Financial Incentives and Loan Officer Behavior: Multitasking and Allocation of Effort under an Incomplete Contract
Journal of Financial and Quantitative Analysis,
We investigate the implications of providing loan officers with a nonlinear compensation structure that rewards loan volume and penalizes poor performance. Using a unique data set provided by a large international commercial bank, we examine the main activities that loan officers perform: loan prospecting, screening, and monitoring. We find that when loan officers are at risk of losing their bonuses, they increase prospecting and monitoring. We further show that loan officers adjust their behavior more toward the end of the month when bonus payments are approaching. These effects are more pronounced for loan officers with longer tenures at the bank.
Deleveraging and Consumer Credit Supply in the Wake of the 2008–09 Financial Crisis
International Journal of Central Banking,
We explore the sources of the decline in household nonmortgage debt following the collapse of the housing market in 2006. First, we use data from the Federal Reserve Board's Senior Loan Officer Opinion Survey to document that, post-2006, banks tightened consumer lending standards more in counties that experienced a more pronounced house price decline (the pre-2006 "boom" counties). We then use the idea that renters did not experience an adverse wealth or collateral shock when the housing market collapsed to identify a general consumer credit supply shock. Our evidence suggests that a tightening of the supply of non-mortgage credit that was independent of the direct effects of lower housing collateral values played an important role in households' non-mortgage debt reduction. Renters decreased their non-mortgage debt more in boom counties than in non-boom counties, but homeowners did not. We argue that this wedge between renters and homeowners can only have arisen from a general tightening of banks' consumer lending stance. Using an IV approach, we trace this effect back to a reduction in bank capital of banks in boom counties.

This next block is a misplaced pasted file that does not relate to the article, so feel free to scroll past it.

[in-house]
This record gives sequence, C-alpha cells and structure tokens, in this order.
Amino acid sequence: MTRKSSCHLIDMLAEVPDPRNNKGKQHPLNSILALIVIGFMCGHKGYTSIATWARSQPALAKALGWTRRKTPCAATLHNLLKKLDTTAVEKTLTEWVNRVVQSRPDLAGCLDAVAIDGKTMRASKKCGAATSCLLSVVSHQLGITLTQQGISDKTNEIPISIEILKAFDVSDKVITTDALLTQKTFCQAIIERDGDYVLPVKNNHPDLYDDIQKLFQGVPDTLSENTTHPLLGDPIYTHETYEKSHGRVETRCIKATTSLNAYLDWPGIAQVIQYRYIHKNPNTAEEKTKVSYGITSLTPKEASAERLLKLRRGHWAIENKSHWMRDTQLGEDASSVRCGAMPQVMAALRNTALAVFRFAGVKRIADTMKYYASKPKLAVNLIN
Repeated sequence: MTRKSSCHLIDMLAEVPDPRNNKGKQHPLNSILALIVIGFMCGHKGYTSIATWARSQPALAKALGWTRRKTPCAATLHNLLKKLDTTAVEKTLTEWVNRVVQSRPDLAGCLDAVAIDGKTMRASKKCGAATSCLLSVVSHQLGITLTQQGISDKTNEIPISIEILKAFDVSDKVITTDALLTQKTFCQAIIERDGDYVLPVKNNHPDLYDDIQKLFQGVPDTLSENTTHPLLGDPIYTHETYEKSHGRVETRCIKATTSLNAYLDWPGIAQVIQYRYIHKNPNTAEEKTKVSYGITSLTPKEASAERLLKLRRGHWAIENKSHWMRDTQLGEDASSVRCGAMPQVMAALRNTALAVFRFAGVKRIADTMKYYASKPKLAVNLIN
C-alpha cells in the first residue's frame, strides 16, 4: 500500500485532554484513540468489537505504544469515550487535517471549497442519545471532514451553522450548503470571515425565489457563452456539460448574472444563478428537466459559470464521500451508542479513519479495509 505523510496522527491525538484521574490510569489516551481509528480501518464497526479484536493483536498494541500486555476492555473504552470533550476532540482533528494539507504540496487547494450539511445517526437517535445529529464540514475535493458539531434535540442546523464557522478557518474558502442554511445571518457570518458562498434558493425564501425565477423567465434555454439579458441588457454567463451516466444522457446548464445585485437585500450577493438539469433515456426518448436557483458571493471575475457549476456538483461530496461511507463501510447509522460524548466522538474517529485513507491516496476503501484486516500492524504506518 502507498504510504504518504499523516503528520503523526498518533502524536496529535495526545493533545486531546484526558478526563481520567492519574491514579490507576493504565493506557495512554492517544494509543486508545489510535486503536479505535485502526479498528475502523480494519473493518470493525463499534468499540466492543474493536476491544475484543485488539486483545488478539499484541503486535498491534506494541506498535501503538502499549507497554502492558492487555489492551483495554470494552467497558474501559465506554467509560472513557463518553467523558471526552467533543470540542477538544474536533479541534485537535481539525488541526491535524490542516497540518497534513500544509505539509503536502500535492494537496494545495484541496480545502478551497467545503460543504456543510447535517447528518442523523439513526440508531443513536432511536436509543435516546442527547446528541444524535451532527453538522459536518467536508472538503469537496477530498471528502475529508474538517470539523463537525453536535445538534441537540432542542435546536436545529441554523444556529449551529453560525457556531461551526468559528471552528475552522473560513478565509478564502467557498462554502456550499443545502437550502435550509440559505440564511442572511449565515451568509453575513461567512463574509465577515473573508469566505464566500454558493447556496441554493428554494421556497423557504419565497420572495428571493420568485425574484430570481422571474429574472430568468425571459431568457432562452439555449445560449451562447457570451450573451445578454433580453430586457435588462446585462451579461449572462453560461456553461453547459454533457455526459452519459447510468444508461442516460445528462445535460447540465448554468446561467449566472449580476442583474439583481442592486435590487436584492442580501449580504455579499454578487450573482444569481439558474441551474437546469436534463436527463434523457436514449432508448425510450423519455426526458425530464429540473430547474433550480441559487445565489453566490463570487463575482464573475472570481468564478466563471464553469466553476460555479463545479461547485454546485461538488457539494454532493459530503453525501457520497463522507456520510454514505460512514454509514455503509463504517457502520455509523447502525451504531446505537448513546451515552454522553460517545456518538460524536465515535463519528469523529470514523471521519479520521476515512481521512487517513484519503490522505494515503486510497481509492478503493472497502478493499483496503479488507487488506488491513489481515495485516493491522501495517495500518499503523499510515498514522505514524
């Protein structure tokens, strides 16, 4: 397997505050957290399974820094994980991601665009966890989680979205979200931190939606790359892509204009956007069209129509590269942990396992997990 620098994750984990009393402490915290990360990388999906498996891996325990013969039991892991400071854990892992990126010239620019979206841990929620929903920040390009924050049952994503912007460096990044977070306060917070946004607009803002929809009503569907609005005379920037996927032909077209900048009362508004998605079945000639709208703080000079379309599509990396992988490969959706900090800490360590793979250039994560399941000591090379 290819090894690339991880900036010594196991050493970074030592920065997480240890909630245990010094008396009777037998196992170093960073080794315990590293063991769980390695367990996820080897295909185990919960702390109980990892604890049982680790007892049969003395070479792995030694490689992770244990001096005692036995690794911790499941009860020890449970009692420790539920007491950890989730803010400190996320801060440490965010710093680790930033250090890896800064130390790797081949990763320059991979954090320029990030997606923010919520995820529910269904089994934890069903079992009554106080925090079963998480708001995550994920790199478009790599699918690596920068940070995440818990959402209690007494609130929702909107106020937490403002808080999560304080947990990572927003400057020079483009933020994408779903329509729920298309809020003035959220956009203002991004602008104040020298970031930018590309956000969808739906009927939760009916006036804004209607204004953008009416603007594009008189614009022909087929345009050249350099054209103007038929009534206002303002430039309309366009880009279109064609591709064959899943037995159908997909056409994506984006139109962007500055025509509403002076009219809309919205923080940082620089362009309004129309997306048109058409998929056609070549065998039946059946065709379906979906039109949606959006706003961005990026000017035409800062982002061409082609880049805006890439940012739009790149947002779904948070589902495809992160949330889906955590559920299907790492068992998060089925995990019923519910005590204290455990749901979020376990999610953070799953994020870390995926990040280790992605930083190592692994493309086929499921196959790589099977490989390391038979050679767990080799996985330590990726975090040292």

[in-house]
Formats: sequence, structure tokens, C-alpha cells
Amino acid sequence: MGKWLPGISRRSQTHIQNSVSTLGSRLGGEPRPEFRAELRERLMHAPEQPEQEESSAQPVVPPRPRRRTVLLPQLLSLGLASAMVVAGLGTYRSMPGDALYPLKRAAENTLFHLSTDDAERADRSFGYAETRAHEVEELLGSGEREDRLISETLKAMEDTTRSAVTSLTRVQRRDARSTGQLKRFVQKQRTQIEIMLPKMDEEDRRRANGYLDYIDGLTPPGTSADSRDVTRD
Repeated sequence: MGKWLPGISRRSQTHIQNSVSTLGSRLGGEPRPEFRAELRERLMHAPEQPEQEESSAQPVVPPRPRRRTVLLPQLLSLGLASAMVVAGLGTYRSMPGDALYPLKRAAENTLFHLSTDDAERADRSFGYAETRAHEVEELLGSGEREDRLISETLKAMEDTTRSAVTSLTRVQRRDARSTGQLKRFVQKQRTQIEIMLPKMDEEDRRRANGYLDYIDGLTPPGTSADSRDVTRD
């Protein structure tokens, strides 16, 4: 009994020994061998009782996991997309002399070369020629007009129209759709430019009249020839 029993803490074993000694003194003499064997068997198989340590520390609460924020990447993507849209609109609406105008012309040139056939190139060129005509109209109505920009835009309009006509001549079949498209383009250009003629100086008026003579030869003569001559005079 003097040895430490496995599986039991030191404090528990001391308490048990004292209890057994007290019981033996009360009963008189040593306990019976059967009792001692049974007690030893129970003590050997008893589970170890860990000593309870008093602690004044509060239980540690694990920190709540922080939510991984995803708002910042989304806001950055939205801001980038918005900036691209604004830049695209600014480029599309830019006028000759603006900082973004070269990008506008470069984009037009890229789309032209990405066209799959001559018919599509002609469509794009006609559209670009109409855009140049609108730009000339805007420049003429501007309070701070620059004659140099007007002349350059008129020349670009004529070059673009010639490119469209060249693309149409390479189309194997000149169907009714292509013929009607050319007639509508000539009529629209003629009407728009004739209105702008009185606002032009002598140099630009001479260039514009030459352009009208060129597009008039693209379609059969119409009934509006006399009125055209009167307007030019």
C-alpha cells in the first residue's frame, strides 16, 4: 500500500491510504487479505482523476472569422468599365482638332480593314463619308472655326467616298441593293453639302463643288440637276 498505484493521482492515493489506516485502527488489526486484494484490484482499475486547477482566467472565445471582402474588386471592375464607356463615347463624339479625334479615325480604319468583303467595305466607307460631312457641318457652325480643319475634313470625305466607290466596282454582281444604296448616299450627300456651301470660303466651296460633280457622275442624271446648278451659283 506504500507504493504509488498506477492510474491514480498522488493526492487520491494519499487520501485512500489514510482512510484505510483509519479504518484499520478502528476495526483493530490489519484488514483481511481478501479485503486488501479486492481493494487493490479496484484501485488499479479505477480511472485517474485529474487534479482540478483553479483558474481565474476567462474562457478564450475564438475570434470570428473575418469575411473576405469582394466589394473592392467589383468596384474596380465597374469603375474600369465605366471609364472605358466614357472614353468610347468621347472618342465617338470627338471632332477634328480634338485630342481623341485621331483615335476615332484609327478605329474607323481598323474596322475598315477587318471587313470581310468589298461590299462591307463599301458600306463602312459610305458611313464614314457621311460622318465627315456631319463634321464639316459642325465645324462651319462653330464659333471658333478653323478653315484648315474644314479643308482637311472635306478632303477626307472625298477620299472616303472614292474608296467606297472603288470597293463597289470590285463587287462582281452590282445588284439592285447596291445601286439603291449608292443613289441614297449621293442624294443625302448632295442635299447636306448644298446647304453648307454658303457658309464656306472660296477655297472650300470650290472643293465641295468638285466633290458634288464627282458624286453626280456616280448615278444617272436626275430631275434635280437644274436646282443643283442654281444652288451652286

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Rules versus Discretion in Loan Rate Setting
Journal of Financial Intermediation,
Loan rates for seemingly identical borrowers often exhibit substantial dispersion. This paper investigates the determinants of the dispersion in interest rates on loans granted by banks to small and medium sized enterprises. We associate this dispersion with the loan officers’ use of “discretion” in the loan rate setting process. We find that “discretion” is most important if: (i) loans are small and unsecured; (ii) firms are small and opaque; (iii) the firm operates in a large and highly concentrated banking market; and (iv) the firm is distantly located from the lender. Consistent with the proliferation of information-technologies in the banking industry, we find a decreasing role for “discretion” over time in the provision of small credits to opaque firms. While widely used in the pricing of loans, “discretion” plays only a minor role in the decisions to grant loans.